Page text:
Internet of Things: Concepts, Applications, and Challenges

Internet of Things: Concepts, Applications, and Challenges

Varsha Sharma (Rajiv Gandhi Proudyogiki Vishwavidyalaya, India), Vivek Sharma (Rajiv Gandhi Proudyogiki Vishwavidyalaya, India) and Nishchol Mishra (Rajiv Gandhi Proudyogiki Vishwavidyalaya, India)
Copyright: © 2018 |Pages: 23
DOI: 10.4018/978-1-5225-2947-7.ch007
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Recently, Internet of Things (IoT) has aroused great interest among the educational, scientific research, and industrial communities. Researchers affirm that IoT environments will make people's daily life easier and will lead to superior services, great savings as well as a nifty use of resources. Consequently, IoT merchandise and services will grow exponentially in the upcoming years. The basic idea of IoT is to connect physical objects to the Internet and use that connection to provide some kind of useful remote monitoring or control of those objects. The chapter presents the overall IoT vision, the technologies for achieving it, IoT challenges and its applications. This chapter also attempts to describe and analyze threat types for privacy, security and trust in IoT as well as shows how big data is an important factor in IoT. This chapter will expose the readers and researchers who are interested in exploring and implementing the IoT and related technologies to the progress towards the bright future of the Internet of Things
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The term Internet of Things was first introduced by K. Ashton (1999). IoT technology itself isn't new. Previously components such as sensors that were expensive are now affordable, which has resulted in the popularity of “smart” products. Mohamed Abomhara and Geir M. Koien (2015) have stated that in the current state of technology, Machine-to-Machine (M2M) is the most popular application form of IoT. IoT enable things to be connected anytime, at anyplace, with anything and anyone ideally using any path/network and any service. In the IoT model, numerous objects that surround us will be on the network in one form or another. IoT is a new revolution of the Internet (Vermesan & Friess, 2013). The connectivity between IoT objects can increase reliability and efficiency due to improved access to information which results in better awareness about surrounding objects. Important prerequisites for the IoT are that the things/objects of interest can be uniquely identified and that their environment can be monitored with sensors. IoT objects make them-selves recognizable and can communicate information about them. They can access information that has been aggregated by other things, or they can be components of complex services.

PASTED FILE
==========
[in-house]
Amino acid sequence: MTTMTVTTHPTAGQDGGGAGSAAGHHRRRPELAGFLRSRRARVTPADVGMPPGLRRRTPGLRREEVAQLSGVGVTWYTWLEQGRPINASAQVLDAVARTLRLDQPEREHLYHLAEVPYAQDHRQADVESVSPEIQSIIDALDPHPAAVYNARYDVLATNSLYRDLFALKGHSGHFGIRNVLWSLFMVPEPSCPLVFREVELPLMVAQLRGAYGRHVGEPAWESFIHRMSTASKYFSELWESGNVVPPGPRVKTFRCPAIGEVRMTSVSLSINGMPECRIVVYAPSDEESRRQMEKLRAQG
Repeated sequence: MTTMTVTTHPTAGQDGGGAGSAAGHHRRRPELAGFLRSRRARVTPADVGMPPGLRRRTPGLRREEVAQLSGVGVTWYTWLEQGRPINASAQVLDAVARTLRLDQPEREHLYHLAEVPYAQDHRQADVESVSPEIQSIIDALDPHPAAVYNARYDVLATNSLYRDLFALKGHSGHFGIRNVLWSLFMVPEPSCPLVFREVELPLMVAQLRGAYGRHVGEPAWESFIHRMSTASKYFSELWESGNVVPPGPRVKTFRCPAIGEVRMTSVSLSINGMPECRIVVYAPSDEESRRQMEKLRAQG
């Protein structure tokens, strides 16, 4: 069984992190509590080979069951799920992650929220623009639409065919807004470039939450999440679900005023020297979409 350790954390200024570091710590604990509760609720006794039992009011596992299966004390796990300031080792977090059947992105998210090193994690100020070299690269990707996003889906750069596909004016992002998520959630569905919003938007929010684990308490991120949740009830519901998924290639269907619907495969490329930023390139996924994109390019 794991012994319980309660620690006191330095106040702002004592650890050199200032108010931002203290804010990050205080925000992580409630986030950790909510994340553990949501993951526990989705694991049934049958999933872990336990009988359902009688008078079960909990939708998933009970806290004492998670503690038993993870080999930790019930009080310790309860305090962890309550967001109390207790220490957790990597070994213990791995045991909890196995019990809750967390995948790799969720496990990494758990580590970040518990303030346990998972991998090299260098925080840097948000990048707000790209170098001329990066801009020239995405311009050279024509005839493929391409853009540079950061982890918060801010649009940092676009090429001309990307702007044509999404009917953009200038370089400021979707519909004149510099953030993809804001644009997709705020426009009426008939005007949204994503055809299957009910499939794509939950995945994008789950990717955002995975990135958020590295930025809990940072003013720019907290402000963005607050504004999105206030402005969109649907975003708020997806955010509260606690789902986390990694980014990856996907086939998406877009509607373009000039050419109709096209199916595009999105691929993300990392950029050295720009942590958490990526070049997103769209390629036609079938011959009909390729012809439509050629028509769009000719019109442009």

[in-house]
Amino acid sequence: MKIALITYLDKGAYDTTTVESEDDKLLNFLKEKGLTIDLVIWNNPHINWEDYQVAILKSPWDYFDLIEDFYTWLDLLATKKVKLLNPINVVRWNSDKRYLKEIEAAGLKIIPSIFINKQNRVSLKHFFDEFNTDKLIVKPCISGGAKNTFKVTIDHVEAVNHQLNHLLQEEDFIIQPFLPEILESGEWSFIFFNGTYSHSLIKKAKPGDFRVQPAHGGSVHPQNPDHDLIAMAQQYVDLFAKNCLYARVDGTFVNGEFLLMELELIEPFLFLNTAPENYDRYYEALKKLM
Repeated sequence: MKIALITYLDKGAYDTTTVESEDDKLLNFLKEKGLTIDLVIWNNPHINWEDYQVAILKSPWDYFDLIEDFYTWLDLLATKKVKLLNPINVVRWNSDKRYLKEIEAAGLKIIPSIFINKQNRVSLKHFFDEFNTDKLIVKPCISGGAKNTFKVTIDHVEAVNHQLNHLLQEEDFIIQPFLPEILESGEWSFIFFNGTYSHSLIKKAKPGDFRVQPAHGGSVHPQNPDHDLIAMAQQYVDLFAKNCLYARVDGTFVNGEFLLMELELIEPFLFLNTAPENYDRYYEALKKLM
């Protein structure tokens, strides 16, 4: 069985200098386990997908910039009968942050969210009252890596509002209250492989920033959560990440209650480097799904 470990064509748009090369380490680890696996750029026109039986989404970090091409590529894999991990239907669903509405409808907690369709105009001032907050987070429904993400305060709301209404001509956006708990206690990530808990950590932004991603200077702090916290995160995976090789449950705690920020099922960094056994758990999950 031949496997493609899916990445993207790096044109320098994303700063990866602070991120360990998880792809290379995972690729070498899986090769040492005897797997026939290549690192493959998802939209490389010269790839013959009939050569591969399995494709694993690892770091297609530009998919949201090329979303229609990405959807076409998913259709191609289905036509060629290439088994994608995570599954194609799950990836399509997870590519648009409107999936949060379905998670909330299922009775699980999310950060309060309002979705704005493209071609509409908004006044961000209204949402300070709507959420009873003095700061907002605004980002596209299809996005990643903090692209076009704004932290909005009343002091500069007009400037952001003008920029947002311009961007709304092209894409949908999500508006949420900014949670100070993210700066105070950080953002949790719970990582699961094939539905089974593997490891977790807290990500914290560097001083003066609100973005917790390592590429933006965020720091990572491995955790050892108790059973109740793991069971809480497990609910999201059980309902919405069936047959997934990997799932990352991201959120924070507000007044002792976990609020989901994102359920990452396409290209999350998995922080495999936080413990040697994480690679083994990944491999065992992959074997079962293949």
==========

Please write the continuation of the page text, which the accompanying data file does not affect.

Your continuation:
Companies will make use of the IoT in order to efficiently monitor and control their internal business processes which includes the production, distribution, transportation, service, maintenance and recycling of their products. IoT will assist the companies to accurately capture the status of the entire enterprise and processes. To accomplish this goal, physical objects/things of the enterprises have to provide some “smart” functionality. Leonardo W. F. Chaves and Zoltán Nochta (2010) have grouped the smart functionalities provided by smart objects into five classes which are: information storage, information collection, communication, information processing and performance of actions. A given smart object may provide any meaningful subset of the above functionalities depending on specific requirements, available technologies and affordable costs. The things connected to the Internet need to provide value. Similarly, the smart things that are part of IoT need to provide a valuable service at a cost that enables adoption. The creation of value comes from all the components (devices, connectivity, applications) in IoT (Berthelsen, 2016). IoT objects/things are digitally inflated with one of the following:

  • Sensors (to sense temperature, light, motion, etc.),

  • Actuators (like displays, sound, motors, etc.),

  • Computation (to run programs and logic),

  • Communication interfaces (wired or wireless).

IoT consists of large scale information systems having application servers, resource planning systems, database management systems etc. The information systems in IoT receive data from the network of devices. IoT results in the generation of tremendous amounts of data which has to be stored processed and presented in a consistent, efficient, and easily understandable form (Gubbi, Buyya, Marusic et al., 2013). IoT requires three different types of software: backend server and database applications, firmware embedded in devices and mobile apps to interact with and control devices (Anders Wallgren, 2016).

According to business enterprises, there are three components of any IoT service: the edge, the platform and the user (Nicole Laskowski 2016):

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